[Crossref] [PubMed]

Chen, D.

Chen, J.

Chen, L.

J. Song, W. Li, P. Lu, Y. Xu, L. Chen, and X. Bao, “Long-range high spatial resolution distributed temperature and strain sensing based on optical frequency-domain reflectometry,” IEEE Photon. J. 6, 1–8 (2014).
[Crossref]

Chen, X.

Clarke, A.

P. Jousset, T. Reinsch, T. Ryberg, H. Blanck, A. Clarke, R. Aghayev, G. P. Hersir, J. Henninges, M. Weber, and C. M. Krawczyk, “Dynamic strain determination using fibre-optic cables allows imaging of seismological and structural features,” Nat. Commun. 9, 2509 (2018).
[Crossref] [PubMed]

Costa, L.

M. R. Fernandez-Ruiz, H. F. Martins, L. Costa, S. Martin-Lopez, and M. Gonzalez-Herraez, “Steady-sensitivity distributed acoustic sensors,” J. Light. Technol. 36, 5690–5696 (2018).
[Crossref]

M. R. Fernández-Ruiz, H. F. Martins, L. Costa, S. Martin-Lopez, and M. Gonzalez-Herraez, “Statistical analysis of SNR in chirped-pulse ϕ OTDR,” in 26th International Conference on Optical Fiber Sensors, (Optical Society of America, 2018), p. WF16.
[Crossref]

De Pauw, G.

J. Tejedor, J. Macias-Guarasa, H. F. Martins, J. Pastor-Graells, S. Martin-Lopez, P. C. Guillen, G. De Pauw, F. De Smet, W. Postvoll, C. H. Ahlen, and M. Gonzalez-Herraez, “Real field deployment of a smart fiber-optic surveillance system for pipeline integrity threat detection: Architectural issues and blind field test results,” J. Light. Technol. 36, 1052–1062 (2018).
[Crossref]

De Smet, F.

J. Tejedor, J. Macias-Guarasa, H. F. Martins, J. Pastor-Graells, S. Martin-Lopez, P. C. Guillen, G. De Pauw, F. De Smet, W. Postvoll, C. H. Ahlen, and M. Gonzalez-Herraez, “Real field deployment of a smart fiber-optic surveillance system for pipeline integrity threat detection: Architectural issues and blind field test results,” J. Light. Technol. 36, 1052–1062 (2018).
[Crossref]

Dong, Y.

Du, J.

Q. Liu, L. Liu, X. Fan, J. Du, L. Ma, and Z. He, “A novel optical fiber reflectometry technique with high spatial resolution and long distance,” in Asia Communications and Photonics Conference 2014, (Optical Society of America, 2014), p. AW3I.2.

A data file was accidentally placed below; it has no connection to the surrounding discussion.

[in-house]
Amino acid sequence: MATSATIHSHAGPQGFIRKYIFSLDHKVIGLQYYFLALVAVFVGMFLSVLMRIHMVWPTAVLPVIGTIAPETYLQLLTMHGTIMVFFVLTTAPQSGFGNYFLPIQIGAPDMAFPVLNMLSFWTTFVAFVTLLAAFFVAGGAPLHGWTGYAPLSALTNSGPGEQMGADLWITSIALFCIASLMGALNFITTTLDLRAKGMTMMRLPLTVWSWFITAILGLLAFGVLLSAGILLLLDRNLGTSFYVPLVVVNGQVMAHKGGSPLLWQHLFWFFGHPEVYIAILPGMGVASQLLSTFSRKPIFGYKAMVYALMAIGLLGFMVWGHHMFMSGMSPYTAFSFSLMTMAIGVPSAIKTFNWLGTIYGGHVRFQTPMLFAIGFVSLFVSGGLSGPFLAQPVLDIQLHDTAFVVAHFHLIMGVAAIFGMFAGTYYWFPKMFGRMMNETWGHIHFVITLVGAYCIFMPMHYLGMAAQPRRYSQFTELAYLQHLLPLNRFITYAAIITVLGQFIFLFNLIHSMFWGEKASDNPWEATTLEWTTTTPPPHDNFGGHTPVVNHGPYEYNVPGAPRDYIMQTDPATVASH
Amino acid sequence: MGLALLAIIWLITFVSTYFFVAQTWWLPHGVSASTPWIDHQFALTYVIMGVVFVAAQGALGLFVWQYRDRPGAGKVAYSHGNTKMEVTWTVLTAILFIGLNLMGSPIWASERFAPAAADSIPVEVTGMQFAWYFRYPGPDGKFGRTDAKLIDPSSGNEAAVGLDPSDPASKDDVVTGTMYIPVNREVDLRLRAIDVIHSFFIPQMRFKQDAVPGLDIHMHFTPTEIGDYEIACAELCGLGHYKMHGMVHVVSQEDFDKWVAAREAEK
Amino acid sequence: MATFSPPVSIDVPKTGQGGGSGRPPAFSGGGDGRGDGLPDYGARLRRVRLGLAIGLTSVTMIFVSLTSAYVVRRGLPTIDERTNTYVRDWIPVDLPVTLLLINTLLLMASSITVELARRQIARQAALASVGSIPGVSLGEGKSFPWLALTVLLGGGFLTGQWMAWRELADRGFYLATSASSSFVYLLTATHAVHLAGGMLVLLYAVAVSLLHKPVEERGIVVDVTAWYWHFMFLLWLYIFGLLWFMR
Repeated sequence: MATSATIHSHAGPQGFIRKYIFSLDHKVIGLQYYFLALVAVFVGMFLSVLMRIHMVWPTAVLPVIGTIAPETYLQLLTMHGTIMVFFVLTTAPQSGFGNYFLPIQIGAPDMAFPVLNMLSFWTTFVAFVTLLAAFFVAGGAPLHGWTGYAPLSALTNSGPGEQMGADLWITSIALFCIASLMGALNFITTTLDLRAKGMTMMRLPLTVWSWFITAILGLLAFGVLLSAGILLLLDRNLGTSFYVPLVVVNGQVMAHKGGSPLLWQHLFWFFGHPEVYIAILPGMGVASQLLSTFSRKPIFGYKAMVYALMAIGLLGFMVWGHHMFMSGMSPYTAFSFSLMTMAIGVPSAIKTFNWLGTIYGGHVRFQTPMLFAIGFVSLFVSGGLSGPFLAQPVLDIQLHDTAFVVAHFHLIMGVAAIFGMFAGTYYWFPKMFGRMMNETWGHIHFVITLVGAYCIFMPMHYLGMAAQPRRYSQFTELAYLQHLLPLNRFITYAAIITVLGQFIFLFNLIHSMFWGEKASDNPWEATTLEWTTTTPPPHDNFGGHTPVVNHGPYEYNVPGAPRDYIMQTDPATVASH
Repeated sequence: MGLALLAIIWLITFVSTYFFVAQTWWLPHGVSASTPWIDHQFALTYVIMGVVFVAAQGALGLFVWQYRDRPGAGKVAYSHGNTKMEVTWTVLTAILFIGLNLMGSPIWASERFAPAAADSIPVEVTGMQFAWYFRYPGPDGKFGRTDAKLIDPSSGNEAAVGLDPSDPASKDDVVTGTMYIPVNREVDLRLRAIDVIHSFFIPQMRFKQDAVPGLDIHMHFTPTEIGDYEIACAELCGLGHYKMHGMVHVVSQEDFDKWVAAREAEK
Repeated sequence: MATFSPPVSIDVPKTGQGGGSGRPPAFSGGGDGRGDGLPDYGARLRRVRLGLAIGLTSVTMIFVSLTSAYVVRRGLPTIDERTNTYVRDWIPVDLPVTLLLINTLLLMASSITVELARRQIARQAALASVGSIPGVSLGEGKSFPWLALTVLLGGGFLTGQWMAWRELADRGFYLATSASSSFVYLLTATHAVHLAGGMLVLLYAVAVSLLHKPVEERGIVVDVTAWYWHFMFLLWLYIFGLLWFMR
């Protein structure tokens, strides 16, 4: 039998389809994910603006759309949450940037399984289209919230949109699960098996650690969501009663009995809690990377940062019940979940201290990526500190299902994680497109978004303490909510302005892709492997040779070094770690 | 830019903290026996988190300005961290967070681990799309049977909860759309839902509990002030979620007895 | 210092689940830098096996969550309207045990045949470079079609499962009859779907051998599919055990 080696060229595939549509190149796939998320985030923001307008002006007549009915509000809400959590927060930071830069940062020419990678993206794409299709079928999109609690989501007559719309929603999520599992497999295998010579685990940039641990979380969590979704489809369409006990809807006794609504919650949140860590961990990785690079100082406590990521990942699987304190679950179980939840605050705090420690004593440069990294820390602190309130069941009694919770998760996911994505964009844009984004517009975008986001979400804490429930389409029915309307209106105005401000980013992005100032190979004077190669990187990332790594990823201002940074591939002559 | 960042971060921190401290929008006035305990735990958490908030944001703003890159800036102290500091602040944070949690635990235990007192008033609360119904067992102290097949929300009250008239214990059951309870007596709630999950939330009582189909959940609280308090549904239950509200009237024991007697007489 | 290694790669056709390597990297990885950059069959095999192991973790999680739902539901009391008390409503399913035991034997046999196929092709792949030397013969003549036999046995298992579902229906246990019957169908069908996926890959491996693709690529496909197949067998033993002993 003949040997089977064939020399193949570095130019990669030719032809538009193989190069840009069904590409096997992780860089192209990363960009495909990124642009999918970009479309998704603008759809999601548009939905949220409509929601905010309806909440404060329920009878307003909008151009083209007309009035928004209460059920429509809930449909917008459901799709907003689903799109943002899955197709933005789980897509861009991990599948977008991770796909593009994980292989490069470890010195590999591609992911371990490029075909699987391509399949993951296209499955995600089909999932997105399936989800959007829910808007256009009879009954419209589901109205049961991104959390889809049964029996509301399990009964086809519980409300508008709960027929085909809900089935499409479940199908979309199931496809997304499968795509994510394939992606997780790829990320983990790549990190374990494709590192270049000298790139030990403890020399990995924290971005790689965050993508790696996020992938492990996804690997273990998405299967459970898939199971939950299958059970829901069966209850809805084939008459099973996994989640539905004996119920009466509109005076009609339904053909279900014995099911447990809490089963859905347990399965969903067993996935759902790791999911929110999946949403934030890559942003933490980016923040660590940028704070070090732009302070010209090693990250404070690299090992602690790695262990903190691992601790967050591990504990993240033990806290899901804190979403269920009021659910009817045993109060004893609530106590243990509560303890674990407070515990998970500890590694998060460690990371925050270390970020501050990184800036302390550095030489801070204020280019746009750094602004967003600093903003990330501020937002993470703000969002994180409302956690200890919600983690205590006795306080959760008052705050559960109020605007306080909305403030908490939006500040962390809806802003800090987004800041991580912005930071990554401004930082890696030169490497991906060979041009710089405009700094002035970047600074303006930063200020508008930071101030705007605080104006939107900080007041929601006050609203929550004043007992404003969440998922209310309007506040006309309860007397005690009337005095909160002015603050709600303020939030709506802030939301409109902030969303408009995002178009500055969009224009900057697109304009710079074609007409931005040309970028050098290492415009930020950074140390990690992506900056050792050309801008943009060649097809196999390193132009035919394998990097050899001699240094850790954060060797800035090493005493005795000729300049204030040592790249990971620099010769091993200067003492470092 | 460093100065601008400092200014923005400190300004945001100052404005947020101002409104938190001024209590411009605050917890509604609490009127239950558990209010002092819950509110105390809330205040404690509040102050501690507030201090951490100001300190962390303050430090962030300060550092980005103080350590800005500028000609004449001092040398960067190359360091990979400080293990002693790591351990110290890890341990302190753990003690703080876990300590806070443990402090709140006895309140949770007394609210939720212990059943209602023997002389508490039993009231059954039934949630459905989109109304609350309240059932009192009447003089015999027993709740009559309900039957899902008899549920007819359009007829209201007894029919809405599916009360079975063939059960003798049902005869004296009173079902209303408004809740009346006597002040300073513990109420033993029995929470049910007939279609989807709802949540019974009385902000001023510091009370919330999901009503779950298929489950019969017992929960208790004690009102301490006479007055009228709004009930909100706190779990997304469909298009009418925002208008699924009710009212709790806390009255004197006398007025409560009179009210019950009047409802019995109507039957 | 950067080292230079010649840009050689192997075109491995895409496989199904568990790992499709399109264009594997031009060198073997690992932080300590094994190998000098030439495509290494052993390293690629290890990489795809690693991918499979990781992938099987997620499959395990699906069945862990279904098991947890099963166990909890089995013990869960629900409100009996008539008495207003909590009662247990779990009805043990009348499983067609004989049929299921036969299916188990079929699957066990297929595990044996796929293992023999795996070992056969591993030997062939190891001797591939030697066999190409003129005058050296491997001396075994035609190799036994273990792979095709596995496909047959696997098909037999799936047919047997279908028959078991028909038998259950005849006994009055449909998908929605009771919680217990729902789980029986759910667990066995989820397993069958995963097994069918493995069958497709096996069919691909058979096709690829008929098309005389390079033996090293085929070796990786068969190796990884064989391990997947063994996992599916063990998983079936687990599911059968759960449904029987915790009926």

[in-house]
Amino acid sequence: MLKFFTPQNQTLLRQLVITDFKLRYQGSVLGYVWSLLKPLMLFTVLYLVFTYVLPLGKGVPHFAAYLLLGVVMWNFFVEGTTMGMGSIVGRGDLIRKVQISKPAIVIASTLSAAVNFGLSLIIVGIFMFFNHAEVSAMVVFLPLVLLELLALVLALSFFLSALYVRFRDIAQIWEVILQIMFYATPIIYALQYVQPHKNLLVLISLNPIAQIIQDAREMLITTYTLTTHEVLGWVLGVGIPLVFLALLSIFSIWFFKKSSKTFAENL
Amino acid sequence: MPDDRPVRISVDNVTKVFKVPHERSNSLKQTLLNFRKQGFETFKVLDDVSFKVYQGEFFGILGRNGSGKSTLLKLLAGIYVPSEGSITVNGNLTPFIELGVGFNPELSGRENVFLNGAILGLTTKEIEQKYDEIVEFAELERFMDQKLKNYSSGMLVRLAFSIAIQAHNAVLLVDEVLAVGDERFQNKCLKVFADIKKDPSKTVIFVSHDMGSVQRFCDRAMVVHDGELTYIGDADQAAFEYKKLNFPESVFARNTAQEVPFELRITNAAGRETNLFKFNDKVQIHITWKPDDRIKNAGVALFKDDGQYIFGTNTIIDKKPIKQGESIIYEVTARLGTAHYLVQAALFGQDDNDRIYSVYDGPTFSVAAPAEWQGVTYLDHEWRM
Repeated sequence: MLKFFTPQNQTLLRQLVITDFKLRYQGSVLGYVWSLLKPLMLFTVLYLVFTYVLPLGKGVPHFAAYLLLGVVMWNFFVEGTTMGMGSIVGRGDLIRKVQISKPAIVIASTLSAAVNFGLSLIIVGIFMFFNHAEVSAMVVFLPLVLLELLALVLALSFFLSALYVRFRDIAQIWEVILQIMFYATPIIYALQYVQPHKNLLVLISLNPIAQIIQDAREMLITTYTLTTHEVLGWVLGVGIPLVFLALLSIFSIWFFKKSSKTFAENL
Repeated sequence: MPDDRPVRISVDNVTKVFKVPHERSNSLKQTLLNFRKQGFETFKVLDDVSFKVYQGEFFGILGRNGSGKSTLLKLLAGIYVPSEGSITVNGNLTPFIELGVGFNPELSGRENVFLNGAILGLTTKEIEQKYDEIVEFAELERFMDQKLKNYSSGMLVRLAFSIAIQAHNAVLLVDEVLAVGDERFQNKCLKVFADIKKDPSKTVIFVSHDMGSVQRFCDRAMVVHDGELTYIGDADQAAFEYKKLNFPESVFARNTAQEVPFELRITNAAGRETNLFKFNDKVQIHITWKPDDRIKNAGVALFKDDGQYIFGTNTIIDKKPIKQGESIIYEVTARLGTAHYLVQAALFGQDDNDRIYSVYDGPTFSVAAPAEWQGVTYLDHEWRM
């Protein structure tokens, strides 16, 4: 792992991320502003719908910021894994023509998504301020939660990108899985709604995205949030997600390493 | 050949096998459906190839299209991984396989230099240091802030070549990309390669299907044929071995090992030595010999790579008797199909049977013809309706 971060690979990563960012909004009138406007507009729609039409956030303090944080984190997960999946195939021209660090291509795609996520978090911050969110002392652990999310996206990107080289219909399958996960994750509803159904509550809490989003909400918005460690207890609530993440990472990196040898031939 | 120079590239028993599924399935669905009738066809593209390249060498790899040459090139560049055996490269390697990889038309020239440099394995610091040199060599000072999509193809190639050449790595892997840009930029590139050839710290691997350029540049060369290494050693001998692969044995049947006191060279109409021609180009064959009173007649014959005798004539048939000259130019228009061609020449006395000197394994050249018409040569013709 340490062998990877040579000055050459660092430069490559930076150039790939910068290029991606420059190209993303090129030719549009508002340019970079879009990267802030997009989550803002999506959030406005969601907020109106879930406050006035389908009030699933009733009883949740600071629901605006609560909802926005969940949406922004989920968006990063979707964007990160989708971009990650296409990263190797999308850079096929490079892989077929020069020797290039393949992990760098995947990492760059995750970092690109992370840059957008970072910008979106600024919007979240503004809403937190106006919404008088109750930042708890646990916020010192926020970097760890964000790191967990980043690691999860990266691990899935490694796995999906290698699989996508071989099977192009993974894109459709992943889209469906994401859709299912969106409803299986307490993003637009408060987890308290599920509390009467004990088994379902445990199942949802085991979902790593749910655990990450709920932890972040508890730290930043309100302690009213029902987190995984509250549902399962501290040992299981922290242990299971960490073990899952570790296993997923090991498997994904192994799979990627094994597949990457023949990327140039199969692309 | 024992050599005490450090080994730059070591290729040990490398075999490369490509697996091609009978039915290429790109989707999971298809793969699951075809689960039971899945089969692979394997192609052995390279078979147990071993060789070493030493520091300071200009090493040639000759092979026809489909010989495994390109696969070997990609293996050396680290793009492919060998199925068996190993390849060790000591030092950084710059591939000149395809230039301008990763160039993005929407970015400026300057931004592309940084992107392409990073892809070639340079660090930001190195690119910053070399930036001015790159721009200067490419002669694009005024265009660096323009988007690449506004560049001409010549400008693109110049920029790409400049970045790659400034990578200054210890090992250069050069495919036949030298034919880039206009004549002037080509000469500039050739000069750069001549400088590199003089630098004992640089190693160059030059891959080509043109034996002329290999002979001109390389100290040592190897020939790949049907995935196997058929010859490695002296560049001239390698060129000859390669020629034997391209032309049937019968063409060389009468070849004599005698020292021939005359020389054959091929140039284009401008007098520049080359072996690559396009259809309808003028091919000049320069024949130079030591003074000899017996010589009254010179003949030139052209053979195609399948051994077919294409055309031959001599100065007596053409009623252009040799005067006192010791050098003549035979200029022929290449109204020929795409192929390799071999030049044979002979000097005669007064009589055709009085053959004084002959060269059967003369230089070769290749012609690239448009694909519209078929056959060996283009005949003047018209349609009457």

[Crossref]

Duan, N.

F. Peng, N. Duan, Y.-J. Rao, and J. Li, “Real-time position and speed monitoring of trains using phase-sensitive OTDR,” IEEE Photonics Technol. Lett. 26, 2055–2057 (2014).
[Crossref]

Eyal, A.

Fan, M.

Fan, X.

D. Chen, Q. Liu, X. Fan, and Z. He, “Distributed fiber-optic acoustic sensor with enhanced response bandwidth and high signal-to-noise ratio,” J. Light. Technol. 35, 2037–2043 (2017).
[Crossref]

J. Chen, Q. Liu, X. Fan, and Z. He, “Ultrahigh resolution optical fiber strain sensor using dual pound–drever–hall feedback loops,” Opt. Lett. 41, 1066–1069 (2016).
[Crossref] [PubMed]

Q. Liu, X. Fan, and Z. He, “Time-gated digital optical frequency domain reflectometry with 1.6-m spatial resolution over entire 110-km range,” Opt. Express 23, 25988–25995 (2015).
[Crossref] [PubMed]

S. Wang, X. Fan, Q. Liu, and Z. He, “Distributed fiber-optic vibration sensing based on phase extraction from time-gated digital OFDR,” Opt. Express 23, 33301–33309 (2015).
[Crossref]

Q. Liu, L. Liu, X. Fan, J. Du, L. Ma, and Z. He, “A novel optical fiber reflectometry technique with high spatial resolution and long distance,” in Asia Communications and Photonics Conference 2014, (Optical Society of America, 2014), p. AW3I.2.